A well run regular appraisal process is not only valuable to your company for identifying talent, improving standards and ensuring remuneration levels are correct, it also serves as a motivator for staff if done well. Cleaning staff can express their aspirations and set their development plans not only to address required improvements but to develop and improve skills through training or mentoring helping them to meet their own personal goals.

Re-enforce growth and development

Richard Branson famously said, “Train people well enough so they can leave, treat them well enough so they don’t want to”. In commercial cleaning services, there is a wealth of training and development on offer that will allow your people to meet their objectives. Growth and development needs to become continuously part of your culture as an organisation, not just something you think about at an annual appraisal.

Consider paying loyalty bonuses

With increased competition for good people comes increased risk. Think about loyalty bonuses for 5 year and 10 year anniversaries or extra holiday days after a number of years of service. These can often prove very difficult for staff to give up if they consider moving.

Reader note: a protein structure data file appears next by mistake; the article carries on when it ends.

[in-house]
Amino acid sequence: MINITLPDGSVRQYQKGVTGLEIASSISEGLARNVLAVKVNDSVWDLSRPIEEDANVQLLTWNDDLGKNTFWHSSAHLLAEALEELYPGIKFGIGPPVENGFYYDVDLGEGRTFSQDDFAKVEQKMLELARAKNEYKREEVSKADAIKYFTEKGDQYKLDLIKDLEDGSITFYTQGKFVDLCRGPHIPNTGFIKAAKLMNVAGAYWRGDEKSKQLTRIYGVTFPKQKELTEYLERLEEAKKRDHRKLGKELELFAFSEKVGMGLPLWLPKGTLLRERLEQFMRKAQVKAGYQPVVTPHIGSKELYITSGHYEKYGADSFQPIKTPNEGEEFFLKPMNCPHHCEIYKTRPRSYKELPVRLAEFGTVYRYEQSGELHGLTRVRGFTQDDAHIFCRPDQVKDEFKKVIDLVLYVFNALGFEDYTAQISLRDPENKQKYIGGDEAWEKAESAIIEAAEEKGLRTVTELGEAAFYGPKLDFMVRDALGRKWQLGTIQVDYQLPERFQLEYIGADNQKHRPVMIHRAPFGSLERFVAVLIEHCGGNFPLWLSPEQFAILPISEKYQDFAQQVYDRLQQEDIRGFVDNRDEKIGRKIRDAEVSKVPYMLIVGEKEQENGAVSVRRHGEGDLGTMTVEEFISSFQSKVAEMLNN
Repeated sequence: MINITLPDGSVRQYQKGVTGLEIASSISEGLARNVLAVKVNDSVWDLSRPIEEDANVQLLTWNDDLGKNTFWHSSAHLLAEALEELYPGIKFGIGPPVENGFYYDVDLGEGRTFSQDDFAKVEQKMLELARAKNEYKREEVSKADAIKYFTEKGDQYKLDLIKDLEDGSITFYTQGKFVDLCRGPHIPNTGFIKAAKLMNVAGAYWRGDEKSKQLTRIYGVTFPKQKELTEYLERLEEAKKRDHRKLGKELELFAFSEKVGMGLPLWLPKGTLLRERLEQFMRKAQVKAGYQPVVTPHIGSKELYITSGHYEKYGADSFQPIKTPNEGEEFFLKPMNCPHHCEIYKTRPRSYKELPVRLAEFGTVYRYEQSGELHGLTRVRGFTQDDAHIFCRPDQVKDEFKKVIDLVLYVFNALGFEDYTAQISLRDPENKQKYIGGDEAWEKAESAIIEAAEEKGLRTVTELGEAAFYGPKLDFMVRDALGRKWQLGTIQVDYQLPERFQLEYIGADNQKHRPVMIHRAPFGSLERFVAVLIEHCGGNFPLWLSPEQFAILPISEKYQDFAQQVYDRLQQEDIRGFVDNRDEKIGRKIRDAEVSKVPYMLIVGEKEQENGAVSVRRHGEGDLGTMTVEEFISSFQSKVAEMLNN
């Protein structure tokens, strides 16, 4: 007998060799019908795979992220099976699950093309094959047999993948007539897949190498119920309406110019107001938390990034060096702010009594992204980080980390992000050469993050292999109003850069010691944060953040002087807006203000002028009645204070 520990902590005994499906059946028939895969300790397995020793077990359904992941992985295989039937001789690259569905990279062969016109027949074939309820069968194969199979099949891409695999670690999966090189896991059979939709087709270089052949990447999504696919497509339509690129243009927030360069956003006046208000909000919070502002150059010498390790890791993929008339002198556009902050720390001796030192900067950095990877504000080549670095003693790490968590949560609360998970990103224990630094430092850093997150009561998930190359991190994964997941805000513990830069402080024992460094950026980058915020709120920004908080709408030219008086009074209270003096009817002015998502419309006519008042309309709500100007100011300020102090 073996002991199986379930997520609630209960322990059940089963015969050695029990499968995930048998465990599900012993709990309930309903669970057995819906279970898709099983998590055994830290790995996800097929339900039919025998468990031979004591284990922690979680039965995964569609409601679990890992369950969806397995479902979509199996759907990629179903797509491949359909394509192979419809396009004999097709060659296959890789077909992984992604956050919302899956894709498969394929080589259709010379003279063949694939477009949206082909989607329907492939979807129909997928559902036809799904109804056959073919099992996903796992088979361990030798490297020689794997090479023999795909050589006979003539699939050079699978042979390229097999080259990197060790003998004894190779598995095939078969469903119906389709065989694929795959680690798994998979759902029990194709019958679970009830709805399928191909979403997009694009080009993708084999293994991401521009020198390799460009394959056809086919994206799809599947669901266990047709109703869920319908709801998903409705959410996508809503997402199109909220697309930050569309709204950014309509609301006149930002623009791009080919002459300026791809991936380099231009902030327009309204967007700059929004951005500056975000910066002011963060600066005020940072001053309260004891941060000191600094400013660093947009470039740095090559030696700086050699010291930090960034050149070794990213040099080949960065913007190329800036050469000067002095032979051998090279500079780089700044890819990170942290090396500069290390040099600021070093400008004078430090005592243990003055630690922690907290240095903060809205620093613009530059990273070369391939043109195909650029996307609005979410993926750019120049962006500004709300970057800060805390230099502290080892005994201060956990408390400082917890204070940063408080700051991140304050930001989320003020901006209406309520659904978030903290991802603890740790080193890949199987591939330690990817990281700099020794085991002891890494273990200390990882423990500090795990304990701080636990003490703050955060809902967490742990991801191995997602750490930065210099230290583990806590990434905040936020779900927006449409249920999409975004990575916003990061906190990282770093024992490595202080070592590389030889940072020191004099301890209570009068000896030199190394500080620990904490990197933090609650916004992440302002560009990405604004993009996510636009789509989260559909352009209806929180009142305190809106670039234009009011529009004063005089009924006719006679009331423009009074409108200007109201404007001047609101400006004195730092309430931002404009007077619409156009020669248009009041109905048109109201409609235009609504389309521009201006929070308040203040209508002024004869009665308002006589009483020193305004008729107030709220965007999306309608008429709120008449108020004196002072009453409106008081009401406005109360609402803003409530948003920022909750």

Give your staff the best tools and supplies

Cleaning is not an easy job at the best of times but trying to achieve good results with substandard equipment, poor and outdated systems or inferior and ineffective cleaning chemicals and cleaning supplies will only demoralise and demotivate the teams. Keep up to date with innovations that improve their performance and working practices.

Regular events and get togethers

Sharing is caring. Arrange regular meetings where overall business objectives and performance can be shared and encourage staff contribution via Q&As sessions or contributed suggestion slips. There is nothing like getting together with colleagues and discussing issues that can often be resolved between staff members collectively without troubling management groups. Encourage a dialogue through more relaxed formats rather than one way presentations.